Why do we remember the bad stuff so easily? Why do we hold on so tightly to the bad memories? We can easily name all the bad things that have happened to us. I have been asking these questions for some time now… especially in regards to God’s faithfulness and trustworthiness. It is becoming a lost art to remember the good stuff, to focus on them, to celebrate them.
The economy is hanging on a balance; everyone is watching and waiting. Will it crash and when? All around, people are losing their jobs, retrenchments are sky-high and nervousness is the order of the day.
When we don’t know a way out, when we don’t know the answers, the Holy Bible is the best place to go. David said it best when he wrote, ‘Your word is a lamp unto my feet, and a light unto my path.’ I recently heard that if nothing resonates with you while reading the Bible, that you must keep on reading until something leaps at you from the page. That’s when you know you have received a Rhema word – a word for the here and now you are in.
I remember the story of the stones… In biblical times, stones played a critical role when it came to remembering God’s faithfulness. Joshua instructed the Israelites to gather stones to help them remember the Lord’s goodness. Joshua already knew by then that people tend to forget the good stuff easily… All the times God came through for them, the miraculous ways he had provided. The stones would become a memorial place, a visual reminder to thank the Lord for his never-ending goodness.
I remember the stones in my own life… My family went through a financially tough time a few years ago in Worcester. We moved there after receiving a clear word from the Lord that my father was to start a church there for the second time.
Upon arriving, nothing seemed to go according to plan. People started disappearing, dropping my father on certain financial promises they had made. At first, the church grew, and then suddenly… everyone was leaving. We barely had enough food on the table; our fridge was empty and the cupboards bare. Eventually, we couldn’t afford rent anymore. We sold my mom’s inherited jewelry, our tennis table, even my father’s prized – also inherited – hunting guns. When that wasn’t enough sacrifice anymore, we sold my car. It carried us financially for three months at least.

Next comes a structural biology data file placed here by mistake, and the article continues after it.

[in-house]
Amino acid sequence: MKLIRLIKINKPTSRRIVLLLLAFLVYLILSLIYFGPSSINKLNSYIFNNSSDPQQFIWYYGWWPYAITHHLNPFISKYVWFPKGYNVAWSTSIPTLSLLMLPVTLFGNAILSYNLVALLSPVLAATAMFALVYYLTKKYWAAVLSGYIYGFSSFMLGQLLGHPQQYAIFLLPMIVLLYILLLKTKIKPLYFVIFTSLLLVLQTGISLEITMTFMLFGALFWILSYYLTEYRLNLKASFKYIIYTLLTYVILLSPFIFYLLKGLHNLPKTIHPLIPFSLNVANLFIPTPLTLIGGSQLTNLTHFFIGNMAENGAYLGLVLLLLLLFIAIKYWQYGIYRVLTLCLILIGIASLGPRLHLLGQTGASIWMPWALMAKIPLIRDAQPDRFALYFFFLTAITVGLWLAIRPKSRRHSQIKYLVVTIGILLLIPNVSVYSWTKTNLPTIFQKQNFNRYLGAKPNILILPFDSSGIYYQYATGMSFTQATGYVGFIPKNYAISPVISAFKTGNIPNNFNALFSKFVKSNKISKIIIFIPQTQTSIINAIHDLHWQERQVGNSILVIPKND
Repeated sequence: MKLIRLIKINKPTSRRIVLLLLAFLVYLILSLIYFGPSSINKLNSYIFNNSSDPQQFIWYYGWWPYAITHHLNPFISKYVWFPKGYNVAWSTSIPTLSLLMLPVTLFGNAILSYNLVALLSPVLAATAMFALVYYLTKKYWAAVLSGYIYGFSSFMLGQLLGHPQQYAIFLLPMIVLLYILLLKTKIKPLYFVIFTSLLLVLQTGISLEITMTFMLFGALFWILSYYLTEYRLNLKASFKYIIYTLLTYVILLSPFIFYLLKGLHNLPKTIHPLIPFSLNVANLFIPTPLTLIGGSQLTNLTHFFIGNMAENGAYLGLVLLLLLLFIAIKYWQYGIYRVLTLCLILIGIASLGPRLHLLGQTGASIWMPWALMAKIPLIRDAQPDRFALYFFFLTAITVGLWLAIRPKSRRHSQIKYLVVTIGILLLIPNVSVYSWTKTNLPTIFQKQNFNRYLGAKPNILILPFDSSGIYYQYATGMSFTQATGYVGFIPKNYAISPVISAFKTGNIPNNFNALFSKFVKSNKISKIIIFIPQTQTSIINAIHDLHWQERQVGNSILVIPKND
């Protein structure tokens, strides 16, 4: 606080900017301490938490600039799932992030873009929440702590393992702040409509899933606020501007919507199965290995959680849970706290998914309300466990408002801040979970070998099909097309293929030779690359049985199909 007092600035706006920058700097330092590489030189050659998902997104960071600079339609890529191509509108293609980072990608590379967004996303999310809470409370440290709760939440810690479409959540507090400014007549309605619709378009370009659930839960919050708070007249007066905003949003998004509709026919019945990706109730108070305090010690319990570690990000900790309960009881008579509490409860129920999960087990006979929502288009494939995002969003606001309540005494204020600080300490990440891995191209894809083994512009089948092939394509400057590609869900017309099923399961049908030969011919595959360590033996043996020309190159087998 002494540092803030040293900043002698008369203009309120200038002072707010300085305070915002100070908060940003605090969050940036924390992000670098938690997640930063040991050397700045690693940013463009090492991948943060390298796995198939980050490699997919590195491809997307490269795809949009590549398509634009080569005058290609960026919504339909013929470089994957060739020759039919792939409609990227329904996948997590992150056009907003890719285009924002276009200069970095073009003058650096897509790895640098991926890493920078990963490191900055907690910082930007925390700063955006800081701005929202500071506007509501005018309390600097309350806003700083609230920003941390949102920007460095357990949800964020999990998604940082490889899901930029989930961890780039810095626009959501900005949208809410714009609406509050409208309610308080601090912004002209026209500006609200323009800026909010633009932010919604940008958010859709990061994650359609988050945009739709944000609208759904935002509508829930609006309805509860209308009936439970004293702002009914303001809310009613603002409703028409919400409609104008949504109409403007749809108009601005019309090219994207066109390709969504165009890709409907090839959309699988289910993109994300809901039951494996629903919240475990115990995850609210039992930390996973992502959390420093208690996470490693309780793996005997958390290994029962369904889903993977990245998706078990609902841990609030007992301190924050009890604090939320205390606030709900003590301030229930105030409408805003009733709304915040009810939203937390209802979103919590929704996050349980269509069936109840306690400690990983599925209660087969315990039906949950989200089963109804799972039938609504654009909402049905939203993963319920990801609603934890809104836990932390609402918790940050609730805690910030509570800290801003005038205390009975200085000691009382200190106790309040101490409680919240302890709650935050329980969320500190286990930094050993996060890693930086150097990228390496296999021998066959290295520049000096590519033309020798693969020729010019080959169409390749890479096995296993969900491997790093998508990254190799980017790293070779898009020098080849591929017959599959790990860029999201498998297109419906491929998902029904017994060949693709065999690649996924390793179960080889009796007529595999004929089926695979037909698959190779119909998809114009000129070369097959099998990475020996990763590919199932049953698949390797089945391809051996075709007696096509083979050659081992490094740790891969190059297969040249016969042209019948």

During this time, we came to the revelation that my earthly father was not really our provider. We have an everlasting, heavenly Father who will always provide. In the most random and strangest moments, people would drop off food at our house. Thankfulness and gratefulness became the order of the day.
In the midst of it all, a gang broke into our house the one night we went to Spur – a dinner that was sponsored generously by a businessman. My laptop was stolen as well as my hearing aids’ battery charger. It took me months of doing motivational talks to save up money to buy a new laptop, but I learned the value of saving. As for my battery charger, I was in a crisis as I need to charge my hearing aids every second day. A stranger on Facebook donated one to me and posted it within a day.
The more I start to look at the stones in my life, the more stones pop up. Talking about it refreshes my memory. Through remembering them, I am reminded of even more incidents such as these. Writing them down stirs my faith. When we focus on all the times God came through for us, it becomes uncountable.
In this time where bad news is the order of the day, it has become an art to celebrate the small moments of breakthrough and blessings. I think it’s time we start counting the blessings – the stones in our lives. Let’s count them, one by one. We will be surprised to see what God has done.
Jenn Johnson wrote this heartfelt song after she adopted/added two more children to their family of five.
This song says, ‘Your goodness is running after me’ – a beautiful way of how God is always pursuing us.